After 23 years of living at Lake Chapala in Mexico, I decided to strike out and explore where I might want to live next. I was already familiar with Spanish-language countries; I had lived a happy, interesting, and contented life in Mexico since I was 40 years old. However, after 25 years as a single female expat, it was time to move on. As more and more baby boomers looked to Mexico as their retirement haven, too many gringos moved into my little pueblo. When a Walmart and a casino were proposed and then built, I knew it was time for me to go.
I spent two winters exploring Nicaragua, Costa Rica, Panama and Ecuador. I chose Cuenca, Ecuador. Why Ecuador? Of all the places I researched when thinking about making a change in my life, this is the country that appealed to me the most. I looked forward to the opportunity to live in an urban setting after so many years of living in a small town. Cuenca offers many opportunities to dine out, attend cultural events, take part in expat gatherings and organizations, and explore a small but diverse country on very little money. There are book clubs, a bridge club, a community theater, humane societies, and many more special interest groups if one is interested in joining.
Since the country is about as large as the state of Nevada, it’s possible and affordable to travel and get to know all parts of the nation. The biodiversity is as staggering as the scenery. Some of the greatest natural gems in the world including the Amazon, the Andes, the Galapagos Islands, cloud forests, volcanoes, and more than 600 species of birds can be found in Ecuador. I never lack for interesting options for sightseeing: colonial cities, lakes, ruins, hot springs, waterfalls, national parks, cobblestone streets, town squares, handicrafts, and traditional celebrations. If one is adventurous, there is a whole country to explore as well as the neighboring South American countries.
My living costs are surprisingly affordable. I find it costs less than Mexico or the US for everything from utilities, groceries, dining out, nightlife, cultural events, and transportation. I pay less than $500 a month for a large apartment including utilities, internet, cable TV, and weekly maid. When I sought medical attention (gastroenterologist, dentist, dermatologist, and ophthalmologist), the costs were very low. I even opted for the dreaded colonoscopy and endoscopy this year for under $500 for both procedures. I don’t even own a car anymore, so I have no auto maintenance headaches, gasoline costs, nor license and insurance expenses.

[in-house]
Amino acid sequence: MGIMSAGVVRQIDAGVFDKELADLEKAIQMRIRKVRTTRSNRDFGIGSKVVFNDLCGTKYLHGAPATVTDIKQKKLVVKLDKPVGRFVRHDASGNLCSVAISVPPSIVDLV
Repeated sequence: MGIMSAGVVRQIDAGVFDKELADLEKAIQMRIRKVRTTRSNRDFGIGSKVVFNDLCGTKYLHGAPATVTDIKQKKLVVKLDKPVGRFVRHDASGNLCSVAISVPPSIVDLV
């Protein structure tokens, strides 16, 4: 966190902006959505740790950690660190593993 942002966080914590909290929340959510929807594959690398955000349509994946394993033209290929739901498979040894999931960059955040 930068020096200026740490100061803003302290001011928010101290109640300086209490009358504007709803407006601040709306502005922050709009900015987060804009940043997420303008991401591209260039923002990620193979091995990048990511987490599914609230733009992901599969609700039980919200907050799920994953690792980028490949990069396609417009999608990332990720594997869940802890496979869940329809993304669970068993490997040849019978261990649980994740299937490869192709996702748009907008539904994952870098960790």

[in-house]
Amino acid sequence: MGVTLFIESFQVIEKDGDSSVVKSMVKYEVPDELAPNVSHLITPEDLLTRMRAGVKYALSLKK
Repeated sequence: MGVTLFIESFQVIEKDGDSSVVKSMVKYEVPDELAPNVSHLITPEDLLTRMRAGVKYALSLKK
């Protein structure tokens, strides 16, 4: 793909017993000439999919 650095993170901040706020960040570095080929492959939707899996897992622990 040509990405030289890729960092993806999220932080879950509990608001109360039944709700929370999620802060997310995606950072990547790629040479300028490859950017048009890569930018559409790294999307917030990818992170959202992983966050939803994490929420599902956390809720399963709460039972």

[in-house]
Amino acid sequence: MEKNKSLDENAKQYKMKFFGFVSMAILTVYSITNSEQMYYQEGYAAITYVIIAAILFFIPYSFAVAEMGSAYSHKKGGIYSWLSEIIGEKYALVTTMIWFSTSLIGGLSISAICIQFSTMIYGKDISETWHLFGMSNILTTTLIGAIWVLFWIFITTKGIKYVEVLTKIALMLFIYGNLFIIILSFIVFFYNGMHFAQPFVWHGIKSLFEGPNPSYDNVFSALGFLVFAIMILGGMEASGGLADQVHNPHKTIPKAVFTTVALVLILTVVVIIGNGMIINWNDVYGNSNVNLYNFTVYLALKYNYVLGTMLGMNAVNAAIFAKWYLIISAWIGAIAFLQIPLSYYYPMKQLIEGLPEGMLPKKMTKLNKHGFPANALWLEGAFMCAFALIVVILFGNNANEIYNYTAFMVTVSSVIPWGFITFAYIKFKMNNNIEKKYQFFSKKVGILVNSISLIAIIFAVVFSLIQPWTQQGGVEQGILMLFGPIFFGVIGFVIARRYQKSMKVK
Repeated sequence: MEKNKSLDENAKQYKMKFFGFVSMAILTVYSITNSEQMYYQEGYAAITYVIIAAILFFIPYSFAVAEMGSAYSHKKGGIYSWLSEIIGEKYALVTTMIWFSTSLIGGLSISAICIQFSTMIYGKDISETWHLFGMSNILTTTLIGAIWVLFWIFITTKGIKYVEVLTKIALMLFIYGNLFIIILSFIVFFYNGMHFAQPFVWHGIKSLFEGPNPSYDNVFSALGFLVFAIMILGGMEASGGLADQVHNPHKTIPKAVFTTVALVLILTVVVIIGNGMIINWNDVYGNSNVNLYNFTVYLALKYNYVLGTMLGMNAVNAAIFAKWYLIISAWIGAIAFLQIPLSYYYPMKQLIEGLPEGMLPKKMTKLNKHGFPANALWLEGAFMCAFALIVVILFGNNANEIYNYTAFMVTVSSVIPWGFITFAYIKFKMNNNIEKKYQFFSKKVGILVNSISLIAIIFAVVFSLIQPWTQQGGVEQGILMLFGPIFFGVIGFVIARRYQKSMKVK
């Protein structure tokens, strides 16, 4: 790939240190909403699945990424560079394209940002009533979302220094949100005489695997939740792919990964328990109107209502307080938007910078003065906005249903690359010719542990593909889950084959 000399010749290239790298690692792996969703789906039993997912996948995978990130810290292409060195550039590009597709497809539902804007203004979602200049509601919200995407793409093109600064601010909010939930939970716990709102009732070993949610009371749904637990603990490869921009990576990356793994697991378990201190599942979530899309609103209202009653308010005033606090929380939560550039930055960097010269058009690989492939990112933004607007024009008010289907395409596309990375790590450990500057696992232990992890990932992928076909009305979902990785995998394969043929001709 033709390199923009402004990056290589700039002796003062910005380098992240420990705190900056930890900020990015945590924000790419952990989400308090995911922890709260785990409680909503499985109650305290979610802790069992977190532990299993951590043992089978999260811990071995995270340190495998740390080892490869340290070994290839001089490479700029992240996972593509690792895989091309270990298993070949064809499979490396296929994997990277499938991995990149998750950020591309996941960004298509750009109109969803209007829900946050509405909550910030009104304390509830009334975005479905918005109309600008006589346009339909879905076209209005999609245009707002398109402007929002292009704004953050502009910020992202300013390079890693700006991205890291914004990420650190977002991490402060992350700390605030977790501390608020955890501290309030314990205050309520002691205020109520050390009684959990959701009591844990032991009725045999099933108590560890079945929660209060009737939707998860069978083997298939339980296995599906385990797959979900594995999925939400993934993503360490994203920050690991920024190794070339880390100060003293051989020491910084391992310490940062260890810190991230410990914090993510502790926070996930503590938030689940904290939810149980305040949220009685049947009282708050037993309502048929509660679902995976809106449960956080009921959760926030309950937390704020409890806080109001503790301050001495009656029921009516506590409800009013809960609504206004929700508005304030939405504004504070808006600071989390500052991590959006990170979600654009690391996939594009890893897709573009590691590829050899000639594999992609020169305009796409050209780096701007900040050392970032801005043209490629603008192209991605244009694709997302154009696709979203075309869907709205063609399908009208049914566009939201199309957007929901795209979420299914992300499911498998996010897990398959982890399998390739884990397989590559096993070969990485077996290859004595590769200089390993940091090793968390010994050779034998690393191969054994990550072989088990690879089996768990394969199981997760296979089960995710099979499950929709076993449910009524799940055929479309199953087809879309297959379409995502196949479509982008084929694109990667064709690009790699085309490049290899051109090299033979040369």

Of course there are pros and cons to living in any foreign country. Many find that being so far away from family and friends is intolerable. In my case, I find airfare back to the U.S. is costly, as are imported food, and health and beauty items. I am learning to substitute more affordable local products. Weather is a big factor of living in Ecuador. Some may not like the cooler temperatures at higher elevations. We have sunny days but cool nights in Cuenca. The coastal areas on the Pacific Ocean may appeal more to those who don’t like the sound of that.
I feel I have a superior lifestyle here with plenty of exercise (most of us do not own cars) and fresh foods in my diet. It’s rare that a week goes by without an invitation to dinner, a movie, or a party. For me as a single woman, it is not the lonely life that some singles lead. I have met more new friends in the short time I’ve been here than I was meeting the past few years of my time in Mexico. Many very interesting people are visiting Ecuador to see if it might be their retirement destination and many more have already made the decision to relocate here.
Since tourists are only given a 90-day visa to visit Ecuador, you may wonder what was required to obtain residency so I can live here on a permanent basis. After proof of sufficient income or pension is shown, getting the visa is a one-time proposition. Besides giving me permission to live in Ecuador for the rest of my days, residency provides pensioners with discounts and refund of the 12% sales tax in addition to preferential treatment when waiting in line at banks, government offices. While it might not be the right decision for others, I’m still glad that I took the plunge to try out life in another country.
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